For a long time I have thought of my job as mostly a teacher of writing. I teach philosophy too, but most of what I teach in that domain is soon forgotten. What my students will keep with them (or so I tell myself) are enhanced abilities to read, think, and write. These skills, I hope, will continue to be exercised in whatever walks of life my students discover for themselves, because our society needs and values people who can survey complicated situations and describe them clearly and accurately.
Less so nowadays. The internet broadens the public square, and allows many more people to participate in the exchange of ideas (or, failing that, memes). This is a mixed blessing. On the one hand, more participation means a more vibrant and eclectic breeding ground for culture: more diversity, more creativity, more involvement, and more communication, which are all good things. On the other hand, the “moremoremore” tends to drive shorter attention spans and shallower content.
The emblem of both results is Twitter: each day of Twittering would fill up a 10 million page book. Each tweet is limited to only 280 characters, but that has proven to be ample, as the average tweet is only 33 characters (so I learn from a quick Google search). A great many of our social media posts feature a central image, and the verbal component is an accessory or a punchline. Emails are beginning to represent the epic works of popular culture, by contrast – so much text, so few images! – but obviously they are not much to brag about in terms of thoughtfulness, for the most part.
All in all, writing matters less. To my old school way of thinking, this means thinking and reading also matter less. I once heard Jonathan Bennett opine that there are no purely stylistic difficulties; every problem in expression betokens a failure to have thought all the way through what one wants to say. If we are more lax in our expectations for our writing and the writing of others, this means expecting less in thinking and reading. Good writing is mental discipline, and that discipline carries over, or fails to carry over, into all attempts to process content.
Now I am not sure this is a bad thing. Maybe the art of nuanced and disciplined writing has had its day, just as sonnets and lyric poems have had their day. Out with the old. Time moves on, mostly indifferent to tradition, and my grousing about it is purely epiphenomenal. If human culture as a whole is getting by just fine with silly little tweets, what’s the problem? Things change. I don’t intend to be the grumpy old guy in his shed complaining about the demise of the good old days. (And yet, here I am….)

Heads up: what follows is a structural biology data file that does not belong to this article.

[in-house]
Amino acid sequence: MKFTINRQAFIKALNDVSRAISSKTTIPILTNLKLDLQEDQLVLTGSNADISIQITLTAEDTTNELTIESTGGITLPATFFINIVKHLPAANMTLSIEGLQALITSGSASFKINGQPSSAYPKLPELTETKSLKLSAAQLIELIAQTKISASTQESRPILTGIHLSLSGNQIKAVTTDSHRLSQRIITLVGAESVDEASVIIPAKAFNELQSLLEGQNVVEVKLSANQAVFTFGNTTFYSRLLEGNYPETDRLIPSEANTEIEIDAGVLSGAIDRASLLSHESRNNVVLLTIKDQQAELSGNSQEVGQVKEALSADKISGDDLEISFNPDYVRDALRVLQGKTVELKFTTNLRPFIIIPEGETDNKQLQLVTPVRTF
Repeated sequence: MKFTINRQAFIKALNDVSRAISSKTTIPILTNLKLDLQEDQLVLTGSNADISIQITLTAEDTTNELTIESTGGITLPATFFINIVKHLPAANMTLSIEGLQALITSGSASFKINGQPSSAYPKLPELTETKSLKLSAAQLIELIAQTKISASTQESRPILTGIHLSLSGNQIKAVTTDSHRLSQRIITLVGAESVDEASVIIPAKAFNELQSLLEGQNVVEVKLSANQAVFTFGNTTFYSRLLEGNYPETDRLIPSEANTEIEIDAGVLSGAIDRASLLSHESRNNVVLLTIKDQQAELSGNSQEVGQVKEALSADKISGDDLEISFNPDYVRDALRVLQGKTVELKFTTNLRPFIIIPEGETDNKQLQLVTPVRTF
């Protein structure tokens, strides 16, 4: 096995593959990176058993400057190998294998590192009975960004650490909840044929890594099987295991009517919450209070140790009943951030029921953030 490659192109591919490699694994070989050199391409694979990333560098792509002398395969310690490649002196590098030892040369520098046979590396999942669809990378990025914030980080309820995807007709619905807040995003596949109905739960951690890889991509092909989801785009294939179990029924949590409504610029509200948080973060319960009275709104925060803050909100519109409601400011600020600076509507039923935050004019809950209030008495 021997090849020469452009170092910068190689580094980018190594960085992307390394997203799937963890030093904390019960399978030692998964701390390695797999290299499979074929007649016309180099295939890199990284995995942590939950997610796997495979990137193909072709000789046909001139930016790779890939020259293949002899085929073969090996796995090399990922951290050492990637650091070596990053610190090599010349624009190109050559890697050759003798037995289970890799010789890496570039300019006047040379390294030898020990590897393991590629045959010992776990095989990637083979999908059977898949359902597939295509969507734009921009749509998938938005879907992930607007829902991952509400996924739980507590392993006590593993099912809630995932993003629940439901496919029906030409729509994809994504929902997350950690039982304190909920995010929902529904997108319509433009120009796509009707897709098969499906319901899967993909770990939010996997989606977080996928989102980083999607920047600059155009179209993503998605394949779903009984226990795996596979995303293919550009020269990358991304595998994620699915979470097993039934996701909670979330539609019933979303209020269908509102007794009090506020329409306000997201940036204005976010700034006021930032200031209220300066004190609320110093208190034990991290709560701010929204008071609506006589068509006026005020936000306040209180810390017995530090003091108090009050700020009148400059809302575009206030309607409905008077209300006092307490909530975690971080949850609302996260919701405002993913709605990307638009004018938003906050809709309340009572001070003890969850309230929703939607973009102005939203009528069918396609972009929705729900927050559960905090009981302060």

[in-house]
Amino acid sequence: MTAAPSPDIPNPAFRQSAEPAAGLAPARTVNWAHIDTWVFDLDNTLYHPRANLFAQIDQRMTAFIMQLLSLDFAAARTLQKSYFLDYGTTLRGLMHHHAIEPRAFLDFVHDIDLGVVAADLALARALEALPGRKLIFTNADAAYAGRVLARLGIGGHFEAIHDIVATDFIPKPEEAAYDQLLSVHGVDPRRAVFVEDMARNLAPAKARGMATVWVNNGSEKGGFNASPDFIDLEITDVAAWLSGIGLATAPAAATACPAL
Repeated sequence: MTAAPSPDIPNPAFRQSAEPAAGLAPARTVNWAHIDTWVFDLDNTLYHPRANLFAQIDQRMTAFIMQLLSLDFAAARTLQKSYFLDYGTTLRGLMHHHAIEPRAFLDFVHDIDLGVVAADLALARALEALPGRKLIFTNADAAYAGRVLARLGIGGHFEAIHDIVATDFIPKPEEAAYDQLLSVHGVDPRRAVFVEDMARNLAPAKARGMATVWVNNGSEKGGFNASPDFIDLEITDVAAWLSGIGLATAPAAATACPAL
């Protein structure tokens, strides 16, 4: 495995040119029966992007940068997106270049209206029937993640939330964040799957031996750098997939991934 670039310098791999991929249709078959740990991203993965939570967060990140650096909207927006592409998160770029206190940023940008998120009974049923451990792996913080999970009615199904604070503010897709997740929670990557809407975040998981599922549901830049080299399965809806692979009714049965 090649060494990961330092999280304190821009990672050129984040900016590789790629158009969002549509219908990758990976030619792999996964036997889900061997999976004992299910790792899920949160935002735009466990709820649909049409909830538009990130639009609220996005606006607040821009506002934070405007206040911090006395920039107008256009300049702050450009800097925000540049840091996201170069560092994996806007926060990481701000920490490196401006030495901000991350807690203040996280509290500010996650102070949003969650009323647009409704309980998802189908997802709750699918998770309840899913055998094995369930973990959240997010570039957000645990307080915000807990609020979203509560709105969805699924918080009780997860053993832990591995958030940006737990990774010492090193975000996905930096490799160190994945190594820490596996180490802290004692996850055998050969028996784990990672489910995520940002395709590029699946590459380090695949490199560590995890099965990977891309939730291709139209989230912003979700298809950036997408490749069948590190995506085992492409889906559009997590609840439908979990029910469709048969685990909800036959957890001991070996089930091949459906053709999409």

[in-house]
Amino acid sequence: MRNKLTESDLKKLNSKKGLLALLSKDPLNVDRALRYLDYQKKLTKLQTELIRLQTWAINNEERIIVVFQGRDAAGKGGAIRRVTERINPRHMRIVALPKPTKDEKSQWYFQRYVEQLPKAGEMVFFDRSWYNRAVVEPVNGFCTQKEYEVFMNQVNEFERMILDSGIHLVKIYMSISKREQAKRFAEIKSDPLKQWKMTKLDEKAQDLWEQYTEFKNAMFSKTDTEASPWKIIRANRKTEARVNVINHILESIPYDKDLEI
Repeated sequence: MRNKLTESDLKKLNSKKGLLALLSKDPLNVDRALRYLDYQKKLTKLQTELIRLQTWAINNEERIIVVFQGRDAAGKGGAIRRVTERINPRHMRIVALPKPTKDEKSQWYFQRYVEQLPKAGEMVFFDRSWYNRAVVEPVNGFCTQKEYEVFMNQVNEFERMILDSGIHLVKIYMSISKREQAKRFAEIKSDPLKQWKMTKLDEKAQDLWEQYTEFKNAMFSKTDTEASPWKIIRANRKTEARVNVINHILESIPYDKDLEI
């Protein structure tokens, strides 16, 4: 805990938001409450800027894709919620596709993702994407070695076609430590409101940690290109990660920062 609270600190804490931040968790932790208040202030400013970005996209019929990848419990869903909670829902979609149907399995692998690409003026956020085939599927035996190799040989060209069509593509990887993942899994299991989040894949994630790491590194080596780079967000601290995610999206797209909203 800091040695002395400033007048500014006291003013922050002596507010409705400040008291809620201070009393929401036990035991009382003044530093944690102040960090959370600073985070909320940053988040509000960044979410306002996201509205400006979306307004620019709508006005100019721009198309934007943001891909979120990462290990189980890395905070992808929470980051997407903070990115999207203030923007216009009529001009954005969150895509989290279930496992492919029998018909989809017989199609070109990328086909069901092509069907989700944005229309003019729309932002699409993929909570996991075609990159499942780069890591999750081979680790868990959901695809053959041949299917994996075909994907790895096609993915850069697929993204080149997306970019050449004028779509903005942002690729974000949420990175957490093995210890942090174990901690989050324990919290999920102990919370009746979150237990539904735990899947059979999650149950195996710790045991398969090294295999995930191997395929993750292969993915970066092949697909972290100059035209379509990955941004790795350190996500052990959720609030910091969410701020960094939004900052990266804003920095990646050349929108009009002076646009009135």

So it may not much matter, but I do think we are at the twilight of the job I have been taking myself to do, namely, teaching writing. I probably have been on the losing side of this issue for some time. I try to coach my students into making a clear plan for what they are going to write, to offer clear signposts along the way, and to write in complete sentences. I ask them to “level up” their prose into a more academic style, mainly because writing more formally forces you to be more precise in what you say. They should use the little words that suggest contrast, or implication, or example. I expect subjects and verbs to agree with each other. It’s pretty standard, orthodox stuff. (Basically, the stuff you see me do here, I try to teach them to do: monkey me, monkey you.) I understand the arguments that there are many ways to write, and that I’m privileging one particular brand of “white establishment” writing. My defense is that students should learn how to write in a great variety of styles, from the homespun to the soaring to the soullessly impersonal; but one such style (one, I have supposed, with bankable career benefits) is the style I’m teaching. My hope has been that the skills I try to impart would help give them advantages in their careers.
But there are signs that I’m falling behind the times. College courses in composition seem to be more about liberating authentic voices than about refraining from comma splices, so I end up encouraging students to use grammarly.com to catch their more obvious mistakes. An increasing number of papers I receive appear to be not typed but dictated into voice recognition software (for that’s the only explanation for some of the bizarre things I read), and presumably someone will soon find a way to integrate that software with grammarly or whatever else so as to mechanically produce decent prose from verbal hash. So, in short, the skills I’m trying to teach can be outsourced to apps. And with regard to the ability to read and think, which are integrally connected to the ability to write (say I), the need for those skills is already waning, as the virality of tweets and the fecundity of meme generation overwhelm the need for insightful explanations. So it goes. More and more, I am training in students the skills needed for hitching up a buggy.
It’s only twilight, so there will still be some utility in teaching good writing for the rest of my working days, most likely. After that, you’re all on your own, which is as it should be and always has been.